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Hydrogen permeation modelling with generalised boundary conditions at the charging surface.

Turnbull, A; Wright, L (2014) Hydrogen permeation modelling with generalised boundary conditions at the charging surface. NPL Report. MAT 69

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Diffusion and trapping of hydrogen in a low alloy steel has been modelled with the distinctive feature of generalised boundary conditions at the charging surface to replace the constant concentration or constant flux boundary conditions commonly adopted. Rates of hydrogen charging, chemical and electrochemical recombination of adsorbed hydrogen atoms, and absorption and desorption are incorporated. The adoption of such boundary conditions allows theoretical demonstration of the effect of specimen thickness on hydrogen permeation flux and sub-surface hydrogen concentration, and an assessment of the extent to which changing the charging current density can alter the balance between diffusion control and surface reaction control of hydrogen diffusion. As expected conceptually, a lower sub-surface hydrogen concentration is predicted for thin specimens compared with thick specimens and the suggestion that data from the former is more relevant to sulphide stress corrosion cracking is questioned. Partial surface reaction control of transport manifests itself in a reduced slope of the permeation flux-time curve relative to the prediction for thick specimens. For testing where the thickness of the specimen is limited, increasing the charging current density would be more likely to establish diffusion control transport.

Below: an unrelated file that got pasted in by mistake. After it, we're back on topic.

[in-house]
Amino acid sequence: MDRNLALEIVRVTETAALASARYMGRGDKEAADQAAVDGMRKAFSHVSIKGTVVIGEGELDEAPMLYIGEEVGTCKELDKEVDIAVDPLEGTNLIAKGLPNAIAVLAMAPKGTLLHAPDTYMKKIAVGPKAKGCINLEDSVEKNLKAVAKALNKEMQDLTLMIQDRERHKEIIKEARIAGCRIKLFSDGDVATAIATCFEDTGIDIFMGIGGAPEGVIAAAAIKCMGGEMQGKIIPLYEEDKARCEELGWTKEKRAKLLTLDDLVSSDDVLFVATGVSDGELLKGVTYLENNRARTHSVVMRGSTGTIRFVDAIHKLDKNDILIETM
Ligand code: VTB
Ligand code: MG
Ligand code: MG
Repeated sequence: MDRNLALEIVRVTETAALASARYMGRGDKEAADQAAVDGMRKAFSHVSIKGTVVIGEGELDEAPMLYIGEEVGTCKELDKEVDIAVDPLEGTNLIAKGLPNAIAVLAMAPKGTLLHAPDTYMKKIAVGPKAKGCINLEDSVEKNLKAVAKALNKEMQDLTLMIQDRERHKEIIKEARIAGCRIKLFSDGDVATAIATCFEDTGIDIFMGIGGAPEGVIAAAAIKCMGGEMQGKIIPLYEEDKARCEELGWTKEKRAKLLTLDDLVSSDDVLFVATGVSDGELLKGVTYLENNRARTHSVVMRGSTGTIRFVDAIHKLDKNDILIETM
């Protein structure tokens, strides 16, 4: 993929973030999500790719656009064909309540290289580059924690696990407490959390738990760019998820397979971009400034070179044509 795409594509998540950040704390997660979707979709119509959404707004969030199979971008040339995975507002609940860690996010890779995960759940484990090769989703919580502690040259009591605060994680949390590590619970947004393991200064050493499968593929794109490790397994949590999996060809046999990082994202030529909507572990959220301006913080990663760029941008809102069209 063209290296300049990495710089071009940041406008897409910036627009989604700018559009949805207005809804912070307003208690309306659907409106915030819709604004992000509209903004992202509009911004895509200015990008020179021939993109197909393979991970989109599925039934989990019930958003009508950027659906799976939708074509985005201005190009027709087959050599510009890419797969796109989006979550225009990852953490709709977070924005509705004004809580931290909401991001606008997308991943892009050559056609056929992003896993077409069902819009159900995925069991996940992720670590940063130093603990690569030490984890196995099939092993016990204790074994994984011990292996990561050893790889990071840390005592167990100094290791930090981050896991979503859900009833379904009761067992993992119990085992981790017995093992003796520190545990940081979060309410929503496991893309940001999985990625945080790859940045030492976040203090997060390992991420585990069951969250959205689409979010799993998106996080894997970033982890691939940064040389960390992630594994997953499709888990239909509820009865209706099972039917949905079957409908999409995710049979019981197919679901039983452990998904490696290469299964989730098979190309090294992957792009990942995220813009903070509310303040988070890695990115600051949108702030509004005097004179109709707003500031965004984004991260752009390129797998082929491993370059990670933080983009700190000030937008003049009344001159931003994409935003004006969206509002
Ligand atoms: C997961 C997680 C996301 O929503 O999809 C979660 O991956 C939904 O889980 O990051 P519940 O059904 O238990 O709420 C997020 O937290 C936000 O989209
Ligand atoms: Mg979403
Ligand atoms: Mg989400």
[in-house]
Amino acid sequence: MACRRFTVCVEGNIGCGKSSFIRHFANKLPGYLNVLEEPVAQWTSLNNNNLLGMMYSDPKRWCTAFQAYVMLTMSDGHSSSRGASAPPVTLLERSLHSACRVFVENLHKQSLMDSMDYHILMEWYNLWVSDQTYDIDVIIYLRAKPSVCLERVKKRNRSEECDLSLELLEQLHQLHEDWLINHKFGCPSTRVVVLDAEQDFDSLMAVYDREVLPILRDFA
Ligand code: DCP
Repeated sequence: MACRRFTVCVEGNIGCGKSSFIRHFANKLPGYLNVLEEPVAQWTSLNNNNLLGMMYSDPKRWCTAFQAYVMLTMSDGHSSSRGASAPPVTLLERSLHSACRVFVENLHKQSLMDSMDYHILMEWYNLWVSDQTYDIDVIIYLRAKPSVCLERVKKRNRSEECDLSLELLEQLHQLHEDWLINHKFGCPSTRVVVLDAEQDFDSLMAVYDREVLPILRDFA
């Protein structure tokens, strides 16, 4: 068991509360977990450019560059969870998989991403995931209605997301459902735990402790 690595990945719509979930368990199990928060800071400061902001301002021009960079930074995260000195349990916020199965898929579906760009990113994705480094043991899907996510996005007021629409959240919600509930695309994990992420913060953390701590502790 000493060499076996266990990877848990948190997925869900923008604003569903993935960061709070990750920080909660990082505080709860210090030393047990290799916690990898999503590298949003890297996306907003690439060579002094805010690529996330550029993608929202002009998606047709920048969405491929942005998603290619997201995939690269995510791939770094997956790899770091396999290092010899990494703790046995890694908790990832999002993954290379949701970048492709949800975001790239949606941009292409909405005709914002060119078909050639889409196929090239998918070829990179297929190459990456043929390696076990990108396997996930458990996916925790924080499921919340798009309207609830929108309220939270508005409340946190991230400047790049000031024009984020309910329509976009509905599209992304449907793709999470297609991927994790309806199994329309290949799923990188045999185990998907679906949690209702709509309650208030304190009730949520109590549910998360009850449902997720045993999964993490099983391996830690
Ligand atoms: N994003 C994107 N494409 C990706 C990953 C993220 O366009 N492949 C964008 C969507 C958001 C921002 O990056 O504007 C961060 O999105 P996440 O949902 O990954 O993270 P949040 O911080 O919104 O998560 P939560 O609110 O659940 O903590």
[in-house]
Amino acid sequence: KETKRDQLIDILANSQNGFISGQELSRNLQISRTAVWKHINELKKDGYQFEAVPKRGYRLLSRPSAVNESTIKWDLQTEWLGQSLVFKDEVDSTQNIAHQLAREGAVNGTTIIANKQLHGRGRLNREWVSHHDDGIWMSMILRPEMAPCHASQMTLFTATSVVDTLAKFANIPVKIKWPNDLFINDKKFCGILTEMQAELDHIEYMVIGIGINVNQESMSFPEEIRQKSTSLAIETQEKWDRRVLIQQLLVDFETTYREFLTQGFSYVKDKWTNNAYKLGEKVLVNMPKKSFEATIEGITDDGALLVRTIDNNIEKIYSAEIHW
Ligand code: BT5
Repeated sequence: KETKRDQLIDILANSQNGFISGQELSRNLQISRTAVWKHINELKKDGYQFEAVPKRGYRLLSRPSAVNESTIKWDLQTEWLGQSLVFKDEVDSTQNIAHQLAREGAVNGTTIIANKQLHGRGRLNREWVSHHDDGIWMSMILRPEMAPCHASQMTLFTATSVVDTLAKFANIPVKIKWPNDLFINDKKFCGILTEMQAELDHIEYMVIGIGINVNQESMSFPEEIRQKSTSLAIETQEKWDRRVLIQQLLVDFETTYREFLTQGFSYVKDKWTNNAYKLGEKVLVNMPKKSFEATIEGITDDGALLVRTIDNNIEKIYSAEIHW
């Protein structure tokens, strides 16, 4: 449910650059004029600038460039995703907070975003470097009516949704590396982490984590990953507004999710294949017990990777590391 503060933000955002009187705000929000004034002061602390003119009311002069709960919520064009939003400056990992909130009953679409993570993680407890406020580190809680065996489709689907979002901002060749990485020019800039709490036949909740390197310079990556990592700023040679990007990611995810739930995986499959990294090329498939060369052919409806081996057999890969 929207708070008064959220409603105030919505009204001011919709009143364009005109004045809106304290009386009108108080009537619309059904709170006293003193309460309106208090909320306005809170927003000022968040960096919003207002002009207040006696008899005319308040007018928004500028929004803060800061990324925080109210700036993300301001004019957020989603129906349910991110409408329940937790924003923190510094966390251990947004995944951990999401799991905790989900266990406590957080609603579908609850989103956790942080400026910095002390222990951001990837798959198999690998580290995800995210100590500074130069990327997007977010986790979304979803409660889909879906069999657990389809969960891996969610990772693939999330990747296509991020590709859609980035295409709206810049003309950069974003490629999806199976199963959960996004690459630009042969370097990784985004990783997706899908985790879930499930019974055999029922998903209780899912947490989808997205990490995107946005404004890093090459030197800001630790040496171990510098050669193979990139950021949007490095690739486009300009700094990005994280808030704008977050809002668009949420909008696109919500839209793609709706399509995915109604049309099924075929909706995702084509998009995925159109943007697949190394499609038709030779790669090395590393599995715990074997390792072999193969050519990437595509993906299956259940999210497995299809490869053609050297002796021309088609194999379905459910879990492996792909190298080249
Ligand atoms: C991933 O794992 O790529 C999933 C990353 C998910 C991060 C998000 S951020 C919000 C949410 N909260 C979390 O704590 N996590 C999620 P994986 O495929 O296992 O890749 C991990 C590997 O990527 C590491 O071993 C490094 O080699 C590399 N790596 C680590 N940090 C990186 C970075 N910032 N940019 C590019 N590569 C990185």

The steady-state sub-surface hydrogen concentration is shown experimentally for steel to obey a square root dependence on charging current density but to attain a limiting value at higher current density. A theoretical explanation is proposed based on electrochemical recombination becoming the dominant recombination reaction as the applied current increases. There is some indication for controlled cathodic charging experiments that the effect on hydrogen uptake of poisons such as H2S and arsenic may relate to their influence on the electrochemical recombination step rather than the chemical recombination step.

Item Type: Report/Guide (NPL Report)
NPL Report No.: MAT 69
Keywords: hydrogen, diffusion, metals
Subjects: Advanced Materials
Advanced Materials > Corrosion
Last Modified: 02 Feb 2018 13:13
URI: http://eprintspublications.npl.co.uk/id/eprint/6253

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